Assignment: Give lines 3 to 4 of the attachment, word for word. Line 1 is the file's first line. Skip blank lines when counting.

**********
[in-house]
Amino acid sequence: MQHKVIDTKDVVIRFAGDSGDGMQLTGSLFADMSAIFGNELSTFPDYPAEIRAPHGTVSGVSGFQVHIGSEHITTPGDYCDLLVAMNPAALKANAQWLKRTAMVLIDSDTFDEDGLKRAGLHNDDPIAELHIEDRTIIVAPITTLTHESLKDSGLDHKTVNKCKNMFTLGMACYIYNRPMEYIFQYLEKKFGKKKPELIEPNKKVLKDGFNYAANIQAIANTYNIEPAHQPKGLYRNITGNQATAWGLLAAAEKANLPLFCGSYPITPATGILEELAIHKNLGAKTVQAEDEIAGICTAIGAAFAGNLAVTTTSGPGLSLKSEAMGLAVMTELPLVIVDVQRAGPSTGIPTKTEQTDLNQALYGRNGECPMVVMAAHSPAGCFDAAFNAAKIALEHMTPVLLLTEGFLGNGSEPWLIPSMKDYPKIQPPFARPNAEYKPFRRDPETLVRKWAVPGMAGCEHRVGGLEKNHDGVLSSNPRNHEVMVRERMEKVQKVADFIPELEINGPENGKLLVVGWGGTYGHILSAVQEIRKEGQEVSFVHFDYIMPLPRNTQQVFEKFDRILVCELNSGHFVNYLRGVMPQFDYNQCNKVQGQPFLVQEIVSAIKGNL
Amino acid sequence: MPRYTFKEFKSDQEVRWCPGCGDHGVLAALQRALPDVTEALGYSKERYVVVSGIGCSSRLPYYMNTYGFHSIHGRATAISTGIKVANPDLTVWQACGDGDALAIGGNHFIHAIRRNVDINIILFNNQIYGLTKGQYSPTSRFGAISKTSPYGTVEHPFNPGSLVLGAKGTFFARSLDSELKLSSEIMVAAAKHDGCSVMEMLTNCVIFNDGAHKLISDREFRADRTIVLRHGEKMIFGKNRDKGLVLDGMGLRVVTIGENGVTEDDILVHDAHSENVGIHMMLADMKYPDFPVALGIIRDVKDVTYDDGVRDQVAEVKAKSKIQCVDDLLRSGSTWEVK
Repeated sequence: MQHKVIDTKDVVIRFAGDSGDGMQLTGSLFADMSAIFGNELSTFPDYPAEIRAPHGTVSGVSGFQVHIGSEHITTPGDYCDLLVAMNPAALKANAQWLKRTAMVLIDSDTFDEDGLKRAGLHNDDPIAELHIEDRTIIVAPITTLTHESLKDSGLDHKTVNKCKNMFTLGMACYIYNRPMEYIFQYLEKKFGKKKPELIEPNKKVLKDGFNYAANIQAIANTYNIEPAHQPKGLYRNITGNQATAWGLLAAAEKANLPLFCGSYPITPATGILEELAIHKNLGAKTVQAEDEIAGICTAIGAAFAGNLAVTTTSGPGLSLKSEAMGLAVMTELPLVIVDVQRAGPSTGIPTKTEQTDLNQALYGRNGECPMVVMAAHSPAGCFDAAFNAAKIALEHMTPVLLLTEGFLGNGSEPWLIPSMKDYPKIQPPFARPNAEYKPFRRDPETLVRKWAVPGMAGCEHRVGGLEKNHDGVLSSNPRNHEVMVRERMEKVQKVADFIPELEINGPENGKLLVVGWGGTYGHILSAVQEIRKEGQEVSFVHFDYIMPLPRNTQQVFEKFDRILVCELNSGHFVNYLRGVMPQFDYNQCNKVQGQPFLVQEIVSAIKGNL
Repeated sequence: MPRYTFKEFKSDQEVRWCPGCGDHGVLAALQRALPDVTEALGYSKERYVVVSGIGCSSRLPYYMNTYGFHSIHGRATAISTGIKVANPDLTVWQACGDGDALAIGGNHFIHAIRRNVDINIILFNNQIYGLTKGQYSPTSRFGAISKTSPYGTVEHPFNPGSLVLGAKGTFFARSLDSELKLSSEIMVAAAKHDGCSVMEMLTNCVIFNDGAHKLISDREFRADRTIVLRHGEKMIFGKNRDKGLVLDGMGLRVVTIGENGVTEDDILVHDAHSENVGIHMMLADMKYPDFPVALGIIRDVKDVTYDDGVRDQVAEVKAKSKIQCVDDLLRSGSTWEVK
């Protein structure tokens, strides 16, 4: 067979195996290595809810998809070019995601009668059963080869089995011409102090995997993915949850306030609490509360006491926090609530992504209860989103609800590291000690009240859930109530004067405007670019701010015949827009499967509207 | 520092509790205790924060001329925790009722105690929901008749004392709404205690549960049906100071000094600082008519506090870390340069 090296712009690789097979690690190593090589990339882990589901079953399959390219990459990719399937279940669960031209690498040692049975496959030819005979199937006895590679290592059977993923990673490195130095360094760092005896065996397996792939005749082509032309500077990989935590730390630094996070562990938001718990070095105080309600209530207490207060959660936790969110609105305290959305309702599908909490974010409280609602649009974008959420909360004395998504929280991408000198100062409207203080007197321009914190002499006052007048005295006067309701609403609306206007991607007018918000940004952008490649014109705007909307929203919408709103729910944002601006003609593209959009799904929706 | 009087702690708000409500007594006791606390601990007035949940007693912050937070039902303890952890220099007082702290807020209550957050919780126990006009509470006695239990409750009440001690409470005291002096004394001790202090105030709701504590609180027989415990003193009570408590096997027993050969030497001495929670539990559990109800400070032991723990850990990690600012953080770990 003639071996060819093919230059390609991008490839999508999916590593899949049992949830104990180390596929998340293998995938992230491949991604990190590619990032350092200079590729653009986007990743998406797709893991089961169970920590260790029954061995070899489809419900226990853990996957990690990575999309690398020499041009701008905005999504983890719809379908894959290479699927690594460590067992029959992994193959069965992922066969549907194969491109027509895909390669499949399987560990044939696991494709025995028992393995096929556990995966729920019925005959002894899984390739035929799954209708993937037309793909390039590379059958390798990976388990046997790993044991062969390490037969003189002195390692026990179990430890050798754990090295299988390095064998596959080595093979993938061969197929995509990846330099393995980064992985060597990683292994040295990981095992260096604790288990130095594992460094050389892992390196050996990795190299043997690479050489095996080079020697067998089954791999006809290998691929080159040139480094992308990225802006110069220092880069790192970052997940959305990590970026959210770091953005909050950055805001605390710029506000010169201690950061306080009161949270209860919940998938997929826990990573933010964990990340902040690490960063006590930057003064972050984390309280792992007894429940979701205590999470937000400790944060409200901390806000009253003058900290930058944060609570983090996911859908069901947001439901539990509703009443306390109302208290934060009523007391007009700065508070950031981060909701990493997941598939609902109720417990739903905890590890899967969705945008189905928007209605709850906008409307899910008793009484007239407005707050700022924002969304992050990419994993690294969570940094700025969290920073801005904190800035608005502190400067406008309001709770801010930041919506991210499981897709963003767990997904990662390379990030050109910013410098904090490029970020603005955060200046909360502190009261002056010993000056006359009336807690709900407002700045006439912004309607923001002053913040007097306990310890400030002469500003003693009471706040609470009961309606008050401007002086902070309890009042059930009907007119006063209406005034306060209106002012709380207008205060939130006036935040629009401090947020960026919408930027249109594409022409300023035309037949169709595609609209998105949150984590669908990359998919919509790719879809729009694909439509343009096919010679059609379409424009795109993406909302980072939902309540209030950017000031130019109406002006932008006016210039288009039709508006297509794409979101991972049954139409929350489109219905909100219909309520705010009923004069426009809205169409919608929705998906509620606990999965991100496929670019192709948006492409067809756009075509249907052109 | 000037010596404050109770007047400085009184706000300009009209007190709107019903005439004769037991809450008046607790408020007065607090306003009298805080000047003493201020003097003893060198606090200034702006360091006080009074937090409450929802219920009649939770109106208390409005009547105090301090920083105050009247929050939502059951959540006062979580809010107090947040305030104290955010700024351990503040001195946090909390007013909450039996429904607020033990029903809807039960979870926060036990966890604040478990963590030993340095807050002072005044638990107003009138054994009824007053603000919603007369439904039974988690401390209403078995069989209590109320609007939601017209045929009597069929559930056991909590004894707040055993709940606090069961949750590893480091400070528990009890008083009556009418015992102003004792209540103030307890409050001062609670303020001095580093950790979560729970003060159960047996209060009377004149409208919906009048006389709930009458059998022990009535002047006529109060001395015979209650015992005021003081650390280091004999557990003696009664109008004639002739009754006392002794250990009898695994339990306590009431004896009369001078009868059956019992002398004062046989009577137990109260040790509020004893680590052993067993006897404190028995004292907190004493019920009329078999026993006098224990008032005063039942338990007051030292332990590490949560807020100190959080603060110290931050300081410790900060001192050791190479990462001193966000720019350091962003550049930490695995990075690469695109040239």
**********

Amino acid sequence: MPRYTFKEFKSDQEVRWCPGCGDHGVLAALQRALPDVTEALGYSKERYVVVSGIGCSSRLPYYMNTYGFHSIHGRATAISTGIKVANPDLTVWQACGDGDALAIGGNHFIHAIRRNVDINIILFNNQIYGLTKGQYSPTSRFGAISKTSPYGTVEHPFNPGSLVLGAKGTFFARSLDSELKLSSEIMVAAAKHDGCSVMEMLTNCVIFNDGAHKLISDREFRADRTIVLRHGEKMIFGKNRDKGLVLDGMGLRVVTIGENGVTEDDILVHDAHSENVGIHMMLADMKYPDFPVALGIIRDVKDVTYDDGVRDQVAEVKAKSKIQCVDDLLRSGSTWEVK
Repeated sequence: MQHKVIDTKDVVIRFAGDSGDGMQLTGSLFADMSAIFGNELSTFPDYPAEIRAPHGTVSGVSGFQVHIGSEHITTPGDYCDLLVAMNPAALKANAQWLKRTAMVLIDSDTFDEDGLKRAGLHNDDPIAELHIEDRTIIVAPITTLTHESLKDSGLDHKTVNKCKNMFTLGMACYIYNRPMEYIFQYLEKKFGKKKPELIEPNKKVLKDGFNYAANIQAIANTYNIEPAHQPKGLYRNITGNQATAWGLLAAAEKANLPLFCGSYPITPATGILEELAIHKNLGAKTVQAEDEIAGICTAIGAAFAGNLAVTTTSGPGLSLKSEAMGLAVMTELPLVIVDVQRAGPSTGIPTKTEQTDLNQALYGRNGECPMVVMAAHSPAGCFDAAFNAAKIALEHMTPVLLLTEGFLGNGSEPWLIPSMKDYPKIQPPFARPNAEYKPFRRDPETLVRKWAVPGMAGCEHRVGGLEKNHDGVLSSNPRNHEVMVRERMEKVQKVADFIPELEINGPENGKLLVVGWGGTYGHILSAVQEIRKEGQEVSFVHFDYIMPLPRNTQQVFEKFDRILVCELNSGHFVNYLRGVMPQFDYNQCNKVQGQPFLVQEIVSAIKGNL